Building synergies, sharing experiences, active engagement, unique insights, these are just some of the sentiments expressed at an event held in New York this week to support the OHCHR-backed Trust Fund on Least Developed Countries (LDCs) and Small Island Developing States (SIDS).
Addressing the special event hosted by the Dutch Permanent Mission to the United Nations, some 40 diplomats gathered to discuss why the increased participation of LDCs and SIDS and in Human Rights Council meetings was essential and the challenges facing these States in realising this.
“It is extremely challenging for SIDS and LDCs not present in Geneva to participate in the Human Rights Council, this is largely due to limited finances and resources. I hope the Fund will help overcome these challenges”, remarked Omar Hilale, Permanent Representative of Morocco to the United Nations and Chair of the Third Commitee, whose country co-organised the meeting.
The Trust Fund, designed to enhance the institutional and human capacity of LDCs and SIDS, was established through Human Rights Council resolution 19/26 of March 2012 adopted unanimously by the Geneva-based body in order to enable delegations from Least Developed Countries and Small Island Developing States “to participate more fully in the work of the Human Rights Council”.
The participants, who included representatives of SIDS and LDCs, as well as donor countries, also discussed the measures necessary to ensure these States can bring value to the human rights discussions in Geneva and how to raise awareness about the Fund, more generally.
“There is clear recognition that all States need to be present in the Human Rights Council on equal footing. The Fund is indispensible and charts a two-way street; we can profit from the participation of these States and they can indeed profit from their own participation”, remarked Joachim Ruecker, President of the Human Rights Council.
Since it became operational in January 2014, the Trust Fund has enabled 32 delegates from 19 Least Developing Countries and 13 Small Island Developing States to travel to Geneva where they actively participated in Council meetings and the Fellowship programme, engaged with other government representatives, civil society and UN staff, and ultimately share their experiences with those back in their countries.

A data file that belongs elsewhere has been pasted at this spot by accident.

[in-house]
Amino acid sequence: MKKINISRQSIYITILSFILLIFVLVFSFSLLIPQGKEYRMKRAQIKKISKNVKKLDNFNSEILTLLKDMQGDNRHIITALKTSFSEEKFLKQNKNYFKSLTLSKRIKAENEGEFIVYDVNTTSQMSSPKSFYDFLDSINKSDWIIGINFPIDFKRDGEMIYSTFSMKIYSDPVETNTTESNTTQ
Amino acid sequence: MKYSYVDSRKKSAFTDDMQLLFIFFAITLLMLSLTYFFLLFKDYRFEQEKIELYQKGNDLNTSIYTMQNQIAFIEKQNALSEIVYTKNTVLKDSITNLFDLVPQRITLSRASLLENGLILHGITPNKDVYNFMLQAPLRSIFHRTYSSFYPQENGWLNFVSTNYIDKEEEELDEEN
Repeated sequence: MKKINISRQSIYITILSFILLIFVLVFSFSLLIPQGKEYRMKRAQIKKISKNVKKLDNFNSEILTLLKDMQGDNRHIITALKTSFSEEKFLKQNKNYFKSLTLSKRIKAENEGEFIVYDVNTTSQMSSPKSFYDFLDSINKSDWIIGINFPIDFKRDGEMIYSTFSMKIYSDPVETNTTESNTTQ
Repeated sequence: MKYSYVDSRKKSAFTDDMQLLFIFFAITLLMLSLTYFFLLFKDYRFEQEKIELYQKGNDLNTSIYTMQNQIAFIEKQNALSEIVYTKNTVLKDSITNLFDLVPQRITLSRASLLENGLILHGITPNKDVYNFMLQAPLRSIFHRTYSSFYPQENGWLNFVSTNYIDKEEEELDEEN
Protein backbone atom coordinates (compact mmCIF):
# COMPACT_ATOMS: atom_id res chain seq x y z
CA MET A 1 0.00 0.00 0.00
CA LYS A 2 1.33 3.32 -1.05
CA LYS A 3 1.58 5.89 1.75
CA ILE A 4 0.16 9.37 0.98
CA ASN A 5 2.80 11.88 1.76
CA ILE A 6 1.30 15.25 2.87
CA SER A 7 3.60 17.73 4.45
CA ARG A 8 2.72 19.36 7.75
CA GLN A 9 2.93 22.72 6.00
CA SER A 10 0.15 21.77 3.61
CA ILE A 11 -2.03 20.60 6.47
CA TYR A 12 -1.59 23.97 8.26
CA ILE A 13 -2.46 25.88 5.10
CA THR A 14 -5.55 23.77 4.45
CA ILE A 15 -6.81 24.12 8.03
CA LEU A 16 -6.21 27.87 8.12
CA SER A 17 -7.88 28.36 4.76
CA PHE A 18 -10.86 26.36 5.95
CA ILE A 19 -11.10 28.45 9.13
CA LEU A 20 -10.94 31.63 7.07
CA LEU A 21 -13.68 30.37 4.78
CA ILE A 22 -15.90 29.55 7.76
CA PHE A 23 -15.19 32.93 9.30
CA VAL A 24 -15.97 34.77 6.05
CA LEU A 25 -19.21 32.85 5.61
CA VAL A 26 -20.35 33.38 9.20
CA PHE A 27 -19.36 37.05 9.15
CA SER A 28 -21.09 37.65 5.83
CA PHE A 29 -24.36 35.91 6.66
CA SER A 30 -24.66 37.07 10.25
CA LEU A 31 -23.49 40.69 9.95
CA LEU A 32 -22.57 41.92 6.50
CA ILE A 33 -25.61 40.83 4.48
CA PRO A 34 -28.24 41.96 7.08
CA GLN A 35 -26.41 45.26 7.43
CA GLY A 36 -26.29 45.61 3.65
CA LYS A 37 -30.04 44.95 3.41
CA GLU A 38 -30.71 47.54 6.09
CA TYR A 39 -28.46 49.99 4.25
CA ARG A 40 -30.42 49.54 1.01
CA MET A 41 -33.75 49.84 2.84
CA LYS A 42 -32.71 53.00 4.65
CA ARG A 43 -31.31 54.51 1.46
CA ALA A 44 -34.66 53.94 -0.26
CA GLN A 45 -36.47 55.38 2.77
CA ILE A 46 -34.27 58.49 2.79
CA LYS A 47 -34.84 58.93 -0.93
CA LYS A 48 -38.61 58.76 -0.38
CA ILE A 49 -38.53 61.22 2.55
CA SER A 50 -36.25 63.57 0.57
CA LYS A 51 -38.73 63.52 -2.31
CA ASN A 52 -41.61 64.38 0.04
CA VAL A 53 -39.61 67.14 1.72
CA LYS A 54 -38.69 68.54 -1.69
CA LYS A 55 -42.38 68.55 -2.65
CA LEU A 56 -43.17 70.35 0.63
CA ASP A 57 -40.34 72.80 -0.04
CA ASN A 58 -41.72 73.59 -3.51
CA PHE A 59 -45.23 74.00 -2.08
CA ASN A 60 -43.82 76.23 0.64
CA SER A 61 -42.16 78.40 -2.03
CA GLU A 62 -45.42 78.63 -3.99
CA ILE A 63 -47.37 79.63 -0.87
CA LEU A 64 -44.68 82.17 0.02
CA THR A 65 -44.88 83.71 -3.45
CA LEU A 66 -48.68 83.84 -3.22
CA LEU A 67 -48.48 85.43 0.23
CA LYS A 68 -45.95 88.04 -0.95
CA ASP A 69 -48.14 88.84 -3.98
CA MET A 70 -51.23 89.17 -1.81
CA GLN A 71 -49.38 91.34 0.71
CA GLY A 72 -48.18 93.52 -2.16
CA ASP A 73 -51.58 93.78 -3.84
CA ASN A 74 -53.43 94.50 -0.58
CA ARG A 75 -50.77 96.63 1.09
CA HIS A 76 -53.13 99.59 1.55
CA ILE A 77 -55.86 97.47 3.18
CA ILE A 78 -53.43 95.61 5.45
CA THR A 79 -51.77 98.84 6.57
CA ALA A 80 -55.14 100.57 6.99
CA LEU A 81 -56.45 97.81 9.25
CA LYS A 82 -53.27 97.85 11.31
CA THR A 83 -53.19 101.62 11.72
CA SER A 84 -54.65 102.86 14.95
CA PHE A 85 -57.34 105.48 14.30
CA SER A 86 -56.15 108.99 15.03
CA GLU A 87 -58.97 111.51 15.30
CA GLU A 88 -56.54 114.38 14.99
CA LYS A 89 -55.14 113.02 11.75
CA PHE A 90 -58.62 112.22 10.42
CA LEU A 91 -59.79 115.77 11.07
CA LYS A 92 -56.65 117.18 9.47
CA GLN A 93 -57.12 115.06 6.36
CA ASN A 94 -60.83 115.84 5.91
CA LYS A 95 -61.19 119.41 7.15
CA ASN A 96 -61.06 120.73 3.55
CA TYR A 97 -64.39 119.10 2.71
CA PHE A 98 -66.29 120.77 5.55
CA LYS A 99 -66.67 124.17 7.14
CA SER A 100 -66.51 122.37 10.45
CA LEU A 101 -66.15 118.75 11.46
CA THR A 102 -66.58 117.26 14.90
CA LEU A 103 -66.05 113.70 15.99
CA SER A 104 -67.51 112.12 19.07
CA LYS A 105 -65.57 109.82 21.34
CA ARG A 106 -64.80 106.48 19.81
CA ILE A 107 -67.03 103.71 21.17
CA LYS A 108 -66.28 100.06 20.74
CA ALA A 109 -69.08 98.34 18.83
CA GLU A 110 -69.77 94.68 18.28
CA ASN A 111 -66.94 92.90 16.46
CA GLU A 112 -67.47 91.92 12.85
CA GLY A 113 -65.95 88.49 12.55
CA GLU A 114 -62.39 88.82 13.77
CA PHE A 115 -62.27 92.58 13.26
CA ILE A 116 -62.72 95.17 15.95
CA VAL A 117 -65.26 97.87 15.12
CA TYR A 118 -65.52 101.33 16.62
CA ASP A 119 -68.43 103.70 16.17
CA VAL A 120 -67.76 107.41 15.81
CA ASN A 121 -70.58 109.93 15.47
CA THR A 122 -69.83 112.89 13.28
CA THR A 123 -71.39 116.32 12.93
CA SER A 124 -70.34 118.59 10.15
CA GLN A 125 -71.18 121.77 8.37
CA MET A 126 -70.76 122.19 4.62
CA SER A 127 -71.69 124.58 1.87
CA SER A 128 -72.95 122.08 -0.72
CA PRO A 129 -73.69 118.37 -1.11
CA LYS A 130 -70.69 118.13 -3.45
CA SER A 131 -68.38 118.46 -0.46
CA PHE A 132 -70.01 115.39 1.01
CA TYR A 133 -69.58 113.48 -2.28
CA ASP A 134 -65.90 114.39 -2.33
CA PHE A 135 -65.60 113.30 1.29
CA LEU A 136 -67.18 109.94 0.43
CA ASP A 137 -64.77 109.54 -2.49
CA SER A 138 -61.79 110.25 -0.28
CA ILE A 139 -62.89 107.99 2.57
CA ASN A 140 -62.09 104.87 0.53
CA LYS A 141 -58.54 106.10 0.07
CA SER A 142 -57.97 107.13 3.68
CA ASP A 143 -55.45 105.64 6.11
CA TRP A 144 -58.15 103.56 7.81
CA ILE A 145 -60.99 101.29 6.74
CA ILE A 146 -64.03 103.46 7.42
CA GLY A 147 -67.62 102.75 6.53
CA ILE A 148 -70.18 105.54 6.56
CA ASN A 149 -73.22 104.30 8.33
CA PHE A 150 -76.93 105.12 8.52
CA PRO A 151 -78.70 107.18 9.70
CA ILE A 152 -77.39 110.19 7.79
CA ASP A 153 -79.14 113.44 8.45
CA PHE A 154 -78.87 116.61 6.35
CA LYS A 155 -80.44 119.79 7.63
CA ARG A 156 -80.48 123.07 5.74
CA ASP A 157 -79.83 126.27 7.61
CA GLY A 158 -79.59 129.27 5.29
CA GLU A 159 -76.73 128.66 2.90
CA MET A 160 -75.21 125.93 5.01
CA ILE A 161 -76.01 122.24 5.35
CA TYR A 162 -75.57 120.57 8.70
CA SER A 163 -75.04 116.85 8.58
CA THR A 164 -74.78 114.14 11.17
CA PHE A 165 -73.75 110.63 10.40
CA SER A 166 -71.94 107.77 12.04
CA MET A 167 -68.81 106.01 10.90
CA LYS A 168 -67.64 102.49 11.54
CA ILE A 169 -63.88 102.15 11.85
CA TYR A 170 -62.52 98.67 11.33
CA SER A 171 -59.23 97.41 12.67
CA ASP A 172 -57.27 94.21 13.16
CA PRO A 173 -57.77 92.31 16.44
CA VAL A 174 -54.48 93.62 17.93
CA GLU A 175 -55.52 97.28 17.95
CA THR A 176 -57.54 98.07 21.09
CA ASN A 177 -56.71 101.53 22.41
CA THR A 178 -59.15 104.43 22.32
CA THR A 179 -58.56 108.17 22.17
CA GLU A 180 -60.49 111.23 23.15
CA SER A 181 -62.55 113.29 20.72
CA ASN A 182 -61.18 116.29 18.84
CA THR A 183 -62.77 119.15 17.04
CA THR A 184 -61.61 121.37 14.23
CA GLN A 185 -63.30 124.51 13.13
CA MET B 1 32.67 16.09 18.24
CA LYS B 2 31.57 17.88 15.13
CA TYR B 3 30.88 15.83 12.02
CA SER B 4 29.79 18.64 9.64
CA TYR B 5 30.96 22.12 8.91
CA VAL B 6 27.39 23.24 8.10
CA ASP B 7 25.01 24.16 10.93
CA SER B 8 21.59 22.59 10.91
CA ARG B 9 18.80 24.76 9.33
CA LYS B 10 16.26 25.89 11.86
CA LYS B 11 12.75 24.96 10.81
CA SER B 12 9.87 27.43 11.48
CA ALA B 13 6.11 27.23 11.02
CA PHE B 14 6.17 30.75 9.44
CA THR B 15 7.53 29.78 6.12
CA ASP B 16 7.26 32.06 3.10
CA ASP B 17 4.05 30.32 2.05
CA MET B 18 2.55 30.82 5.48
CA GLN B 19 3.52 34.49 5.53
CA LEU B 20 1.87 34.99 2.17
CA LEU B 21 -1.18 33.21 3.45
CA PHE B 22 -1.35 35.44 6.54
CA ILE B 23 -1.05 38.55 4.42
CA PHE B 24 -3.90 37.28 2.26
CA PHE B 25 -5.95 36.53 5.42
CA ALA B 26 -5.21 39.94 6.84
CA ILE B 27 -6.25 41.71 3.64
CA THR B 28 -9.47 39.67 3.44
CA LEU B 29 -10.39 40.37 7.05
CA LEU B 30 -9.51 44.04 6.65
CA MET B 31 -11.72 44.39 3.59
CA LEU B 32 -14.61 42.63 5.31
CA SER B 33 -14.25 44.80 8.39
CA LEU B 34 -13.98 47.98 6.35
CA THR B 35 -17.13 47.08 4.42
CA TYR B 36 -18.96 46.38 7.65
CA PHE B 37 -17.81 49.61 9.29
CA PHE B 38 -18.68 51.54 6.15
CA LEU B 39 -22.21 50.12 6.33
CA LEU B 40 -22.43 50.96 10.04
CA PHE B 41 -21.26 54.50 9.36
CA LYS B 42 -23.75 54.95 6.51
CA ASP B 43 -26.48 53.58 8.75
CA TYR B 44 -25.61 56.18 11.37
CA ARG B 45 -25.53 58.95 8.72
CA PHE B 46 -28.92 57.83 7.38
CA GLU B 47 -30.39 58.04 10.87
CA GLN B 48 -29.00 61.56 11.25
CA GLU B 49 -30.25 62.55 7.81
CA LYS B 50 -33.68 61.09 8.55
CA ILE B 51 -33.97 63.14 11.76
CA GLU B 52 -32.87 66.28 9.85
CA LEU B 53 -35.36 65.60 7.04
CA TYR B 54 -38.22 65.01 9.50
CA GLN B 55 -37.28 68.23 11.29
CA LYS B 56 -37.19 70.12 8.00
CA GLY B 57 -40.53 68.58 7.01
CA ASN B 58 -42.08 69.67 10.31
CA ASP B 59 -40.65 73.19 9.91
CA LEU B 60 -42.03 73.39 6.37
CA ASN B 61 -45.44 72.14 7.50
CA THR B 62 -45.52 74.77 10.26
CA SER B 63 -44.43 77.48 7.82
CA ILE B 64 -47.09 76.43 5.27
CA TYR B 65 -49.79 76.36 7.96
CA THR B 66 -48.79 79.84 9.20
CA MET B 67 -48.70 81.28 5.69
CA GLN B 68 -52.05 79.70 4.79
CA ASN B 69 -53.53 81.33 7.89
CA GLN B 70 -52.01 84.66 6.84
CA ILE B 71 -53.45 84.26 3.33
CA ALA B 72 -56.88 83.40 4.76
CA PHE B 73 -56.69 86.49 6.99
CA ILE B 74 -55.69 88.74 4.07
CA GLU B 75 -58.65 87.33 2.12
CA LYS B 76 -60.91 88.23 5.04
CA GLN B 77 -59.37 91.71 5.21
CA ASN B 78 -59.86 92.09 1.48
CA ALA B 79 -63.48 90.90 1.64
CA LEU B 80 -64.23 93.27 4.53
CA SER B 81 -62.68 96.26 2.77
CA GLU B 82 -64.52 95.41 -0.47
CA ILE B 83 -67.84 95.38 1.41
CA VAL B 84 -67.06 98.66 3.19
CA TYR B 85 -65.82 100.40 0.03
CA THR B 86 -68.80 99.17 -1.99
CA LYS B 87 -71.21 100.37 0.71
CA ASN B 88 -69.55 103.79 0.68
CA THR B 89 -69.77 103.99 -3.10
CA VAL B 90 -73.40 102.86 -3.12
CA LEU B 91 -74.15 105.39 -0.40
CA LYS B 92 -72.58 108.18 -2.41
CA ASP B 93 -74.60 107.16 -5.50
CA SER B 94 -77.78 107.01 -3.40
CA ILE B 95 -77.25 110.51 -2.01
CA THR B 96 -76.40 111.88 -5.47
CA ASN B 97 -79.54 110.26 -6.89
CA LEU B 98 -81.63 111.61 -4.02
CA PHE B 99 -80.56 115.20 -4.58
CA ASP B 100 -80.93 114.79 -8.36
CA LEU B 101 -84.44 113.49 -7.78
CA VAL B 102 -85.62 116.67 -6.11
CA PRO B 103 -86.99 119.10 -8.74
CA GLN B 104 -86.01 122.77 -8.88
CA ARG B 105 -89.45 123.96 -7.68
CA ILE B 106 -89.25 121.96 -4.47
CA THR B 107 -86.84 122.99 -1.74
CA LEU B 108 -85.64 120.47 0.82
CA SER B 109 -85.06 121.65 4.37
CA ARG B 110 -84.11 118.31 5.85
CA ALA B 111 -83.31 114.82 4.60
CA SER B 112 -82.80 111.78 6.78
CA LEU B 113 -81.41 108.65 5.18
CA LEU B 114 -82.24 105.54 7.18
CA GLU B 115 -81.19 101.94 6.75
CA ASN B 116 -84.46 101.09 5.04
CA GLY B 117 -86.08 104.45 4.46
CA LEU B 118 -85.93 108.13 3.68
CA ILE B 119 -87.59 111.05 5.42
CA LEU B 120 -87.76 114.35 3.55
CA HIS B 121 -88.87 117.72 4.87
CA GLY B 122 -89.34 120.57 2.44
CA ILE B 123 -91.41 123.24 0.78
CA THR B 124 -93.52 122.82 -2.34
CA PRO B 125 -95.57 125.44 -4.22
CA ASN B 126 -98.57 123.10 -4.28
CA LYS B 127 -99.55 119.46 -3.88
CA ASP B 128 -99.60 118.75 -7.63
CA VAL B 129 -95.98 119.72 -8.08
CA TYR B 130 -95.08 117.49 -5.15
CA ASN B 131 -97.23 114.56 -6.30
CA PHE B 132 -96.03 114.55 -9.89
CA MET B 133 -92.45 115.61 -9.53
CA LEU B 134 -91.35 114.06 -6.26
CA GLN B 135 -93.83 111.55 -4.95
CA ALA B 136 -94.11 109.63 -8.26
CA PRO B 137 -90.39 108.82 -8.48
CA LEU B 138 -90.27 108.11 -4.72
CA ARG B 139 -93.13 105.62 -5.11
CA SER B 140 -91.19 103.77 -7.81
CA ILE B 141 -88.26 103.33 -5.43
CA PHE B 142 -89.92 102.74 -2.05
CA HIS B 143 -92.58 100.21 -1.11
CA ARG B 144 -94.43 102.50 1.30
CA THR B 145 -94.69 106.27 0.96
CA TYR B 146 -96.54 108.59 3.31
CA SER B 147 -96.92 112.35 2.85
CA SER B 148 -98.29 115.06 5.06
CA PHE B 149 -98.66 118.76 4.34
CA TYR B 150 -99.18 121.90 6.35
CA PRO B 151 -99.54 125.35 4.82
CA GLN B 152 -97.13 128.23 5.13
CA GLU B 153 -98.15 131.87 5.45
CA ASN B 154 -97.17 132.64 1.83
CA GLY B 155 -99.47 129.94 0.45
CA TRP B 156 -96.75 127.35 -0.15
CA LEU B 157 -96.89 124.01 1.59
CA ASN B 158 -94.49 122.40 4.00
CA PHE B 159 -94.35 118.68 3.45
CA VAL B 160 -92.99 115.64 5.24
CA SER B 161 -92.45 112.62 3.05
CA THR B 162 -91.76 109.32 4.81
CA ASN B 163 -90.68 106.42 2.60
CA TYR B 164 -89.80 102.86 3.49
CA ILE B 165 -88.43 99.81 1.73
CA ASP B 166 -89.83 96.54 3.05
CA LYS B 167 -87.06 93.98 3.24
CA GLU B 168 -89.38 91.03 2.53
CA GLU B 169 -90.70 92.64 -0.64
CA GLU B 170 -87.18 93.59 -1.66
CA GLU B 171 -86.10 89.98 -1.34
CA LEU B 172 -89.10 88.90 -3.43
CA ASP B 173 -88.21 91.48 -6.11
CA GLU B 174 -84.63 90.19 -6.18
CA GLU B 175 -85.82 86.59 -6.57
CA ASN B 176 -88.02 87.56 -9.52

“These States can obtain practical information and network with a host of delegations in Geneva, and in turn they help build capacity back in their countries. We see this as a long-term investment, but one worth making”, remarked Mahe’uli’uli Sandhurst Tupouniua, Chair of the Pacific Island Developing States and Ambassador of the Kingdom of Tonga.
Noting the “unfortunate vacancy” in Geneva due to a number of empty seats in the Human Rights Council chamber, Eric Tistounet, Director ad interim of the Office of the High Commissioner, remarked how the Fund has allowed its beneficiaries and other Council participants to explore and build synergies and initiate new activities. “It also allows us to hear from participants on their visions and expectations of the Council”, he said.
“Facts that cannot be quantified are the invaluable interaction and networking opportunities made possible by the Fund”, remarked Fatou Camara Houel, Coordinator of the Trust Fund in the Office. “There is an increasing demand on the Trust Fund. We hope that other donor countries will join this effort to enable more SIDS and LDCs to participate effectively in the Council”, she continued.
“There are not many good stories. The Trust Fund is an excellent one. It hence needs to be supported fully” stressed the Ambassador of the Solomon Islands. The representative of Austria noted that “We were not of aware of the existence of the Trust Fund. The money that we give has a face.”
Participants also referred to the upcoming 10th anniversary of the Human Rights Council next year and the opportunity that provided to bolster support for the Trust Fund and spell out the achievements of the Geneva-based body.
“One of the marks of success in the Human Rights Council would be through universal participation. This could only be realised through the participation of all Least Developed Countries and Small Island Developing States, remarked Ambassador Ruecker. “This is indeed possible thanks to the Trust Fund.”
“I hope that today’s meeting will inspire other States to contribute to this important project”, stated Karel van Oosterom, Dutch Permanent Representative to the UN.
For more information on the Voluntary Technical assistance Trust Fund to support the Participation of LDCs and SIDS in the work of the Human Rights Council, please refer to the following links: www.ohchr.org/sidsldc
20 November 2015
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